Emerging foodborne diseases

Emerg Infect Dis. Jul-Sep 1997;3(3):285-93. doi: 10.3201/eid0303.970304.


The epidemiology of foodborne diseases is rapidly changing. Recently described pathogens, such as Escherichia coli O157:H7 and the epidemic strain of Salmonella serotype Typhimurium Definitive Type 104 (which is resistant to at least five antimicrobial drugs), have become important public health problems. Well-recognized pathogens, such as Salmonella serotype Enteritidis, have increased in prevalence or become associated with new vehicles. Emergence in foodborne diseases is driven by the same forces as emergence in other infectious diseases: changes in demographic characteristics, human behavior, industry, and technology; the shift toward a global economy; microbial adaptation; and the breakdown in the public health infrastructure. Addressing emerging foodborne diseases will require more sensitive and rapid surveillance, enhanced methods of laboratory identification and subtyping, and effective prevention and control.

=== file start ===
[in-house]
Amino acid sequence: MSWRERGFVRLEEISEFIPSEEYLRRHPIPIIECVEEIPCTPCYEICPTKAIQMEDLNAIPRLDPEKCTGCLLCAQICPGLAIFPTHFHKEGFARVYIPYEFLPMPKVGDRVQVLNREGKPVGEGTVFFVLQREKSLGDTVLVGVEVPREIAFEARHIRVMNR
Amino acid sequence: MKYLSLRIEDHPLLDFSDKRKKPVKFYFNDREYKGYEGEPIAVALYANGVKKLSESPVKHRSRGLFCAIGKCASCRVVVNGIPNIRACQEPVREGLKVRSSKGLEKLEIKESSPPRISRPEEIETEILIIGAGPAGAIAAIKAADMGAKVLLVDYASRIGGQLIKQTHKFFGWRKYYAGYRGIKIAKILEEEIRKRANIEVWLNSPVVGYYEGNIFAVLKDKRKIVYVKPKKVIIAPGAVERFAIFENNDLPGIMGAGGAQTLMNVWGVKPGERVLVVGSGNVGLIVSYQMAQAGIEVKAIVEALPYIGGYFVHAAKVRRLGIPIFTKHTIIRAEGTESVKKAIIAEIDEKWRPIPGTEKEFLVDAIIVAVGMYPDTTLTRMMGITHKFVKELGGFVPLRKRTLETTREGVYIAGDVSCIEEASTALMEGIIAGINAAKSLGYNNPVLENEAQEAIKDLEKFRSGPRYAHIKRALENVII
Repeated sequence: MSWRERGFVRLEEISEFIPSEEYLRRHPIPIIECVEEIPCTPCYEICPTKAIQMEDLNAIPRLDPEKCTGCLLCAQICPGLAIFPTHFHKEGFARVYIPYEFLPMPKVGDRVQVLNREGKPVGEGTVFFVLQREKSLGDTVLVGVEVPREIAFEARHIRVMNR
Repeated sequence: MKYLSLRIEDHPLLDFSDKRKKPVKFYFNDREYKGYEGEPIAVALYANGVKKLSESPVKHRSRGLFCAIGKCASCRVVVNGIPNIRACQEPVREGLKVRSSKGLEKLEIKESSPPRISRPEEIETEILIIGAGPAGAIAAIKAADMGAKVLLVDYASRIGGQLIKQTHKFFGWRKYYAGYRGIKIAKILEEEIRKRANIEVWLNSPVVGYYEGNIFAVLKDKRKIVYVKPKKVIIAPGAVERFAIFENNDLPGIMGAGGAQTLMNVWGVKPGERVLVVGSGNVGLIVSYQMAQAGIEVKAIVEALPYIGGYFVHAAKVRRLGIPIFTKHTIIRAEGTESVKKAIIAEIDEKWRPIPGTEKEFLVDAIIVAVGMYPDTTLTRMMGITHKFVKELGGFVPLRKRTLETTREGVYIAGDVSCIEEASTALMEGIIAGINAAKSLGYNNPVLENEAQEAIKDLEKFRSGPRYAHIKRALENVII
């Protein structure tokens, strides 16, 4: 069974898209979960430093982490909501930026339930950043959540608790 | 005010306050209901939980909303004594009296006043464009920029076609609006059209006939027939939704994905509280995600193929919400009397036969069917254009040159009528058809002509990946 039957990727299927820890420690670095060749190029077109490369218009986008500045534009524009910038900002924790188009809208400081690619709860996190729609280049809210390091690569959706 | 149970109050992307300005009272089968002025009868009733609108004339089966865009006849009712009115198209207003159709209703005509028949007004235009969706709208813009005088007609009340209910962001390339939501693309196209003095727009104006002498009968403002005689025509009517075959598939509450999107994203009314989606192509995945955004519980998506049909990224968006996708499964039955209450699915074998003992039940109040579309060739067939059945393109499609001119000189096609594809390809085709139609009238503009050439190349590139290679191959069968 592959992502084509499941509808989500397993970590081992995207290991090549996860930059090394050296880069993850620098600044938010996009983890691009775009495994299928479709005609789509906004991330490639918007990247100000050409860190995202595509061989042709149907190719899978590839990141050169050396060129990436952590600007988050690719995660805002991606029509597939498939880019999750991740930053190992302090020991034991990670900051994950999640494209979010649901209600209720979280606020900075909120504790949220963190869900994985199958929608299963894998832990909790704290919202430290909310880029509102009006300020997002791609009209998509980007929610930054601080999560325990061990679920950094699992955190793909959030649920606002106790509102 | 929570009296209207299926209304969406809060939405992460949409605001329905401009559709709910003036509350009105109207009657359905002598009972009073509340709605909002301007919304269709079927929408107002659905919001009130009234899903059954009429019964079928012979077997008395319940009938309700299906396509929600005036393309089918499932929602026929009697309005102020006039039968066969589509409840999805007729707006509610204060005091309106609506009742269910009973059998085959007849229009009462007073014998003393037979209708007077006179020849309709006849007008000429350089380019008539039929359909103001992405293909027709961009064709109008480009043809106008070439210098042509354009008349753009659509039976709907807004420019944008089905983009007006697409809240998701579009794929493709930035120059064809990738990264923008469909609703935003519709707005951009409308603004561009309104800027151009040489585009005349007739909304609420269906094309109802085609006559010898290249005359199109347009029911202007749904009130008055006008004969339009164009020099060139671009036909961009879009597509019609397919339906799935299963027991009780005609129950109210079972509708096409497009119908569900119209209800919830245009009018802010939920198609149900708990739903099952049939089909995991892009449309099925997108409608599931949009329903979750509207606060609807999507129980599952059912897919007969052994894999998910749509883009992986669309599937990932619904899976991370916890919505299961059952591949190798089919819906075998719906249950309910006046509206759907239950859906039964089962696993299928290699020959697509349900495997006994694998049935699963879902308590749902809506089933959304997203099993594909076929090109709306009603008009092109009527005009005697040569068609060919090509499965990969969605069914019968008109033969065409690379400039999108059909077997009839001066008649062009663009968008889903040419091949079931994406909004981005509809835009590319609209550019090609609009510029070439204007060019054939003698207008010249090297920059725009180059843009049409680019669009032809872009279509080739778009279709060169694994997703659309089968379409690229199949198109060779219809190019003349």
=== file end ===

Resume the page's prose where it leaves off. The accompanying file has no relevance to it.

Publication types

  • Review

MeSH terms

  • Adaptation, Physiological
  • Animal Husbandry
  • Campylobacter Infections / epidemiology
  • Campylobacter jejuni
  • Commerce
  • Diet
  • Drug Resistance, Microbial
  • Escherichia coli Infections / epidemiology
  • Escherichia coli O157
  • Feces / microbiology
  • Feces / virology
  • Food Microbiology
  • Food Parasitology
  • Food Technology
  • Foodborne Diseases / epidemiology*
  • Foodborne Diseases / prevention & control
  • Humans
  • Listeriosis / epidemiology
  • Public Health
  • Salmonella Food Poisoning / epidemiology
  • Travel
  • United States / epidemiology
  • Vibrio Infections / epidemiology